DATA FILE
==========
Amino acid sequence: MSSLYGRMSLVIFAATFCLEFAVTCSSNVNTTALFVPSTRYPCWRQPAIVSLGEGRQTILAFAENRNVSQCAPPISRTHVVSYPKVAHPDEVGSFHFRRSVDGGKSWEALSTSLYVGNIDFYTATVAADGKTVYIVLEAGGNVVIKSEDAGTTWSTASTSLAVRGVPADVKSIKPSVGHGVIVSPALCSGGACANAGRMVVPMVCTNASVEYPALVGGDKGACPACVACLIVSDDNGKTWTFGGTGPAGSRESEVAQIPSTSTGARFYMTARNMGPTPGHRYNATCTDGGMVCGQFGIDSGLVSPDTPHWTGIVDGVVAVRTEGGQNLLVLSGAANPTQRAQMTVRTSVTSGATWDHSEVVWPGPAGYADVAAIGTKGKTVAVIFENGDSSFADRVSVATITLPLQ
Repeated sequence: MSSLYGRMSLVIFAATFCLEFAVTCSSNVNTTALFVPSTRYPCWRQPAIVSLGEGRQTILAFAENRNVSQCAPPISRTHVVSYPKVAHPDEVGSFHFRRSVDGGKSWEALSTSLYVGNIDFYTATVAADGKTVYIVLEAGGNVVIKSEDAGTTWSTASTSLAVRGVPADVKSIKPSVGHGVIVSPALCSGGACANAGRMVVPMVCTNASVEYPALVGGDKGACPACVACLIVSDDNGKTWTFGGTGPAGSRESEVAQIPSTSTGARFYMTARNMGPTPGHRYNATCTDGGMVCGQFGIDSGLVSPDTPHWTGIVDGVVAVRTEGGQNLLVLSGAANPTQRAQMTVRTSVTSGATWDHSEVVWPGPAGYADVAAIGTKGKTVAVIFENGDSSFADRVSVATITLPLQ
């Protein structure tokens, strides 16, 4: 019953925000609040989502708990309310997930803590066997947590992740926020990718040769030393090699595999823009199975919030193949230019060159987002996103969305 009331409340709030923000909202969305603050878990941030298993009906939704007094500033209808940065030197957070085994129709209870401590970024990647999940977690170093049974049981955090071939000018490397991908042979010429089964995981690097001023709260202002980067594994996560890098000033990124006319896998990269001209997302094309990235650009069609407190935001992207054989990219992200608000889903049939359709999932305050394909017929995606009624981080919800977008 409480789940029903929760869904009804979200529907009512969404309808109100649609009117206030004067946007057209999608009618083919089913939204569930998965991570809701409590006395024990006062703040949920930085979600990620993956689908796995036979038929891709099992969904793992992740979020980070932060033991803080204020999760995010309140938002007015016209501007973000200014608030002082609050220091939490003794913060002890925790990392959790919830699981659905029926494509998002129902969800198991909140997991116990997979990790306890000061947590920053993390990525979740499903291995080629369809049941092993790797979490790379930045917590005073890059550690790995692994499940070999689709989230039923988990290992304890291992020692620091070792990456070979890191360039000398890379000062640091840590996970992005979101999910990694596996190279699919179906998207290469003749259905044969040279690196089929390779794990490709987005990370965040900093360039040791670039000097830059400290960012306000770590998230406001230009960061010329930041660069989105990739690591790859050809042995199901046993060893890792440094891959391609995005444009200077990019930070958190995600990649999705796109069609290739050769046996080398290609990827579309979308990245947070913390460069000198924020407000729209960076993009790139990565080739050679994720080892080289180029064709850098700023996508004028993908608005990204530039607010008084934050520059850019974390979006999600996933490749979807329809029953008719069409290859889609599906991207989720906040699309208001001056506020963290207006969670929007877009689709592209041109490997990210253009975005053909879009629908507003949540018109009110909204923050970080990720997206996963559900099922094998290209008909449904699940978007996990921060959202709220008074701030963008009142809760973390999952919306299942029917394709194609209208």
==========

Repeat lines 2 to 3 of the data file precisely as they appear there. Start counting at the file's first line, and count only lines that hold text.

Repeated sequence: MSSLYGRMSLVIFAATFCLEFAVTCSSNVNTTALFVPSTRYPCWRQPAIVSLGEGRQTILAFAENRNVSQCAPPISRTHVVSYPKVAHPDEVGSFHFRRSVDGGKSWEALSTSLYVGNIDFYTATVAADGKTVYIVLEAGGNVVIKSEDAGTTWSTASTSLAVRGVPADVKSIKPSVGHGVIVSPALCSGGACANAGRMVVPMVCTNASVEYPALVGGDKGACPACVACLIVSDDNGKTWTFGGTGPAGSRESEVAQIPSTSTGARFYMTARNMGPTPGHRYNATCTDGGMVCGQFGIDSGLVSPDTPHWTGIVDGVVAVRTEGGQNLLVLSGAANPTQRAQMTVRTSVTSGATWDHSEVVWPGPAGYADVAAIGTKGKTVAVIFENGDSSFADRVSVATITLPLQ
């Protein structure tokens, strides 16, 4: 019953925000609040989502708990309310997930803590066997947590992740926020990718040769030393090699595999823009199975919030193949230019060159987002996103969305 009331409340709030923000909202969305603050878990941030298993009906939704007094500033209808940065030197957070085994129709209870401590970024990647999940977690170093049974049981955090071939000018490397991908042979010429089964995981690097001023709260202002980067594994996560890098000033990124006319896998990269001209997302094309990235650009069609407190935001992207054989990219992200608000889903049939359709999932305050394909017929995606009624981080919800977008 409480789940029903929760869904009804979200529907009512969404309808109100649609009117206030004067946007057209999608009618083919089913939204569930998965991570809701409590006395024990006062703040949920930085979600990620993956689908796995036979038929891709099992969904793992992740979020980070932060033991803080204020999760995010309140938002007015016209501007973000200014608030002082609050220091939490003794913060002890925790990392959790919830699981659905029926494509998002129902969800198991909140997991116990997979990790306890000061947590920053993390990525979740499903291995080629369809049941092993790797979490790379930045917590005073890059550690790995692994499940070999689709989230039923988990290992304890291992020692620091070792990456070979890191360039000398890379000062640091840590996970992005979101999910990694596996190279699919179906998207290469003749259905044969040279690196089929390779794990490709987005990370965040900093360039040791670039000097830059400290960012306000770590998230406001230009960061010329930041660069989105990739690591790859050809042995199901046993060893890792440094891959391609995005444009200077990019930070958190995600990649999705796109069609290739050769046996080398290609990827579309979308990245947070913390460069000198924020407000729209960076993009790139990565080739050679994720080892080289180029064709850098700023996508004028993908608005990204530039607010008084934050520059850019974390979006999600996933490749979807329809029953008719069409290859889609599906991207989720906040699309208001001056506020963290207006969670929007877009689709592209041109490997990210253009975005053909879009629908507003949540018109009110909204923050970080990720997206996963559900099922094998290209008909449904699940978007996990921060959202709220008074701030963008009142809760973390999952919306299942029917394709194609209208």